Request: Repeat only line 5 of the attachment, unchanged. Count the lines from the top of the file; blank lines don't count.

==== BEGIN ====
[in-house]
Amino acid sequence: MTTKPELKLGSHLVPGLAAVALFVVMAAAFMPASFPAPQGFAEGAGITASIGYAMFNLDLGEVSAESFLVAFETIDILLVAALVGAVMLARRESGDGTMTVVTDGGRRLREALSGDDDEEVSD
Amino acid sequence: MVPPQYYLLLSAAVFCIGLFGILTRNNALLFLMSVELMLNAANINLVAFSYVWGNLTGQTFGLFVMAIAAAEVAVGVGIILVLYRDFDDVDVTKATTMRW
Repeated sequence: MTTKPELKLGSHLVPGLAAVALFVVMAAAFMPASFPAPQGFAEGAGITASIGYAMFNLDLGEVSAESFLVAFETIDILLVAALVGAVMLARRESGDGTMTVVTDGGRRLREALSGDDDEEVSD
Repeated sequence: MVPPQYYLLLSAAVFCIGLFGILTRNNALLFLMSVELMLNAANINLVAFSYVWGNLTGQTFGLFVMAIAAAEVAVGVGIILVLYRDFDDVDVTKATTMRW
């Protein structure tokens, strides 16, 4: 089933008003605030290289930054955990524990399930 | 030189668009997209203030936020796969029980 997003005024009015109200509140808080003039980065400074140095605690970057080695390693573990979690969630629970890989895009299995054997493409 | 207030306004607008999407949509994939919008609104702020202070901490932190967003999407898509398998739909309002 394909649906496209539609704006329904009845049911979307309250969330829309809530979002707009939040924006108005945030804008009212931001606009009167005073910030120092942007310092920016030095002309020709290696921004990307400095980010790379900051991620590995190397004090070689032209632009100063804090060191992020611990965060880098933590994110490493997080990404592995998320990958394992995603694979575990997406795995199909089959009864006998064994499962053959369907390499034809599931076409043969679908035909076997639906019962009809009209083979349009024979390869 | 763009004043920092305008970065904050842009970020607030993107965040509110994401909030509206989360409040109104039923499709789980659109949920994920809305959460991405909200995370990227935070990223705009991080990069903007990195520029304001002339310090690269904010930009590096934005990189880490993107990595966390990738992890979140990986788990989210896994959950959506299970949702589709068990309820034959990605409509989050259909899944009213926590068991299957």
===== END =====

Repeated sequence: MVPPQYYLLLSAAVFCIGLFGILTRNNALLFLMSVELMLNAANINLVAFSYVWGNLTGQTFGLFVMAIAAAEVAVGVGIILVLYRDFDDVDVTKATTMRW